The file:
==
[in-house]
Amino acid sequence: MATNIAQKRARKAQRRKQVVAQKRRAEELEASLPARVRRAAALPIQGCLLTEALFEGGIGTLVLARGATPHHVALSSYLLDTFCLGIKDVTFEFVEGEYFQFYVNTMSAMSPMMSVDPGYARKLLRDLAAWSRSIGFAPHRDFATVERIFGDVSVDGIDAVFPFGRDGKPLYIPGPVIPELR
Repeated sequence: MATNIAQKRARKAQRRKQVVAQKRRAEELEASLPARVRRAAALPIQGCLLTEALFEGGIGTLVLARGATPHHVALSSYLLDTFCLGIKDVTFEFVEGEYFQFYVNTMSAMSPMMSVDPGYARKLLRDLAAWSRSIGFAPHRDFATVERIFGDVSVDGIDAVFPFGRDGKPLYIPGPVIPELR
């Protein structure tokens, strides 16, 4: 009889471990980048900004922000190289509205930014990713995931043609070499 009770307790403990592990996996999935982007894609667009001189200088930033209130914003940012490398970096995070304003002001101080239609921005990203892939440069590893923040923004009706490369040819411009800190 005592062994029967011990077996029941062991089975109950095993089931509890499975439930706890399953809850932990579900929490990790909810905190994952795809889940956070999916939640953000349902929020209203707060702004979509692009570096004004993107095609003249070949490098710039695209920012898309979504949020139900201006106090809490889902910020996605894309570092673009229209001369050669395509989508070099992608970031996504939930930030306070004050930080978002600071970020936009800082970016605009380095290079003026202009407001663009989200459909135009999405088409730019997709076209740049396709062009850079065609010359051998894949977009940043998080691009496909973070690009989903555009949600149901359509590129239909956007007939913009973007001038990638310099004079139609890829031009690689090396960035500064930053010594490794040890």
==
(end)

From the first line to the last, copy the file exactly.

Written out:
[in-house]
Amino acid sequence: MATNIAQKRARKAQRRKQVVAQKRRAEELEASLPARVRRAAALPIQGCLLTEALFEGGIGTLVLARGATPHHVALSSYLLDTFCLGIKDVTFEFVEGEYFQFYVNTMSAMSPMMSVDPGYARKLLRDLAAWSRSIGFAPHRDFATVERIFGDVSVDGIDAVFPFGRDGKPLYIPGPVIPELR
Repeated sequence: MATNIAQKRARKAQRRKQVVAQKRRAEELEASLPARVRRAAALPIQGCLLTEALFEGGIGTLVLARGATPHHVALSSYLLDTFCLGIKDVTFEFVEGEYFQFYVNTMSAMSPMMSVDPGYARKLLRDLAAWSRSIGFAPHRDFATVERIFGDVSVDGIDAVFPFGRDGKPLYIPGPVIPELR
């Protein structure tokens, strides 16, 4: 009889471990980048900004922000190289509205930014990713995931043609070499 009770307790403990592990996996999935982007894609667009001189200088930033209130914003940012490398970096995070304003002001101080239609921005990203892939440069590893923040923004009706490369040819411009800190 005592062994029967011990077996029941062991089975109950095993089931509890499975439930706890399953809850932990579900929490990790909810905190994952795809889940956070999916939640953000349902929020209203707060702004979509692009570096004004993107095609003249070949490098710039695209920012898309979504949020139900201006106090809490889902910020996605894309570092673009229209001369050669395509989508070099992608970031996504939930930030306070004050930080978002600071970020936009800082970016605009380095290079003026202009407001663009989200459909135009999405088409730019997709076209740049396709062009850079065609010359051998894949977009940043998080691009496909973070690009989903555009949600149901359509590129239909956007007939913009973007001038990638310099004079139609890829031009690689090396960035500064930053010594490794040890």